Act 1, Sc. 2, lines 60-80: How is Fortinbras similar to Hamlet?

King. [Enter Polonius, Voltemand, and Cornelius]

Welcome, my good friends.

Say, Voltemand, what from your brother in Norway?

Voltemand. Most fair return of greetings and desires.

Upon our first, he sent out to suppress

His nephew's levies, which to him appeared

To be a preparation 'gainst the Polack;

But better looked into, he truly found

It was against your highness. Whereat grieved,

That so his sickness, age, and impotence

Was falsely borne in hand, sends out arrests

On Fortinbras; which he, in brief, obeys,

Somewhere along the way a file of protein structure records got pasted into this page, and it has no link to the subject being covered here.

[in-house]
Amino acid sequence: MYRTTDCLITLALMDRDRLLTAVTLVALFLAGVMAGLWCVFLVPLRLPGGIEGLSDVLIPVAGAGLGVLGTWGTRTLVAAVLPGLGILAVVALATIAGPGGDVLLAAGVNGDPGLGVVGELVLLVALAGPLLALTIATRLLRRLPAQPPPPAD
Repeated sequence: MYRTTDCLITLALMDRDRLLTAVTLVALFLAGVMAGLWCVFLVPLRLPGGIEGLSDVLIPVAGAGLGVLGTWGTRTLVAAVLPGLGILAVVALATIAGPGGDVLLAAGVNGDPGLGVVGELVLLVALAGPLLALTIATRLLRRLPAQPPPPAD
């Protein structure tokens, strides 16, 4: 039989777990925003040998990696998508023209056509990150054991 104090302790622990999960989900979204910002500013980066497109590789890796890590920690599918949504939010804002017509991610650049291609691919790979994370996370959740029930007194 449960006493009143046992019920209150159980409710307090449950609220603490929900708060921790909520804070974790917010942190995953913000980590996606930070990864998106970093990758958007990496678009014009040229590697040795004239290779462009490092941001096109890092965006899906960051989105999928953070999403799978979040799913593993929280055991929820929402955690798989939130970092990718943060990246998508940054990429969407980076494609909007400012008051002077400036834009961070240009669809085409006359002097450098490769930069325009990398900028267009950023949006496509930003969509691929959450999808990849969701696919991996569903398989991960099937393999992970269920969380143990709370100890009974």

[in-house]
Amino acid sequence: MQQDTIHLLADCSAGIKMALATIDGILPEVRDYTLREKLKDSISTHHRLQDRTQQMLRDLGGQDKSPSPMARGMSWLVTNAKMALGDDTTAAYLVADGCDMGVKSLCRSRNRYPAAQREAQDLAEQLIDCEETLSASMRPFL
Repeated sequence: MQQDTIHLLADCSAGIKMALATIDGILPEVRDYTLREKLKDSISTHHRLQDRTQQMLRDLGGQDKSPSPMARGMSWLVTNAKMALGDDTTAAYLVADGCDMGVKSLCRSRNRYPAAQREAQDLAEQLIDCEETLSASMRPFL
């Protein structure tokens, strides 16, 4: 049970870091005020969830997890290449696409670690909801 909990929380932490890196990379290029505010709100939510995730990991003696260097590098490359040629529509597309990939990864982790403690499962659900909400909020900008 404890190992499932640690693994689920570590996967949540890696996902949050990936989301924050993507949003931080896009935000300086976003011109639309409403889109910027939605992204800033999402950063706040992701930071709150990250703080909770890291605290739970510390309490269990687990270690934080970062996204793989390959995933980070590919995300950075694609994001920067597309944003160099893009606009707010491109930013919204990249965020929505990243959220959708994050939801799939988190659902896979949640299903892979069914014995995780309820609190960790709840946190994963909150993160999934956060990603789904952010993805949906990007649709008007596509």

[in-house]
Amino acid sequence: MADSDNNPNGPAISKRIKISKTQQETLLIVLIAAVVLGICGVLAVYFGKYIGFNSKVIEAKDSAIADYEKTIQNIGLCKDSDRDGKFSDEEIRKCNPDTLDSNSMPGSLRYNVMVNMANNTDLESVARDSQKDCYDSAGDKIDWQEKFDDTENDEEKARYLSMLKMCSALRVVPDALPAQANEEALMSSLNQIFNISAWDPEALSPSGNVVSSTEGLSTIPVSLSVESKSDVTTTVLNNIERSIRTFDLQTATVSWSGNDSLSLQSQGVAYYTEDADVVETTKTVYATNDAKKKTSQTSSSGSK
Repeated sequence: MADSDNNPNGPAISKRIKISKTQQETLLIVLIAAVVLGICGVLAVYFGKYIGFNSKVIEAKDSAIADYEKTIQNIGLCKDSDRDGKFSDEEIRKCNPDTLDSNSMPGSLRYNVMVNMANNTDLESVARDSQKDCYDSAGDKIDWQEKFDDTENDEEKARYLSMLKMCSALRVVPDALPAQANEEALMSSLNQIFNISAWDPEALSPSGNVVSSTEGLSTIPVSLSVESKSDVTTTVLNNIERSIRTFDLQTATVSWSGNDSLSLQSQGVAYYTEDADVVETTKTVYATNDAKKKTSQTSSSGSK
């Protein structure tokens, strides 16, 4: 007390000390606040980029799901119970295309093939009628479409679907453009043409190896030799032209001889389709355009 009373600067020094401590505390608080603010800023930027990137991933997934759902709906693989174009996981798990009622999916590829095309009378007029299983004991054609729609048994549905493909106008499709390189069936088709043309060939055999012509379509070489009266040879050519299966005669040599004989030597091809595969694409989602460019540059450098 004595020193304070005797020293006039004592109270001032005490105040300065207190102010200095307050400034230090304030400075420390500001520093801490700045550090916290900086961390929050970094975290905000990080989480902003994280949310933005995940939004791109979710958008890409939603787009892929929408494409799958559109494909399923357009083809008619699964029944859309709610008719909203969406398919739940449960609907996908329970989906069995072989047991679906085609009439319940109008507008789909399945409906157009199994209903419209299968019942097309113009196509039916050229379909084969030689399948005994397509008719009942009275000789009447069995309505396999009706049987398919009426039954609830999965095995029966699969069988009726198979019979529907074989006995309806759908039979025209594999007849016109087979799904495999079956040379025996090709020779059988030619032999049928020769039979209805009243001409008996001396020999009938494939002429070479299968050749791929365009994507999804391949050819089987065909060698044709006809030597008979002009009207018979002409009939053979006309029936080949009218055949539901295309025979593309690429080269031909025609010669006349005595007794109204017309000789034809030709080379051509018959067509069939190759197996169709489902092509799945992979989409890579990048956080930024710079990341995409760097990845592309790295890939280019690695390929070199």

Recieves rebuke from Norway, and, in fine,

Makes vow before his uncle never more

To give th'assay of arms against your Majesty.

And his commission to employ those soldiers

So levied, as before, against the Polack,

With an entreaty, herein further show, [Giving a paper]

That it might please you to give quiet pass...

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They are actually quite opposite: they are character foils of each other. I suppose they are both intense about their country and sense of power in their own way.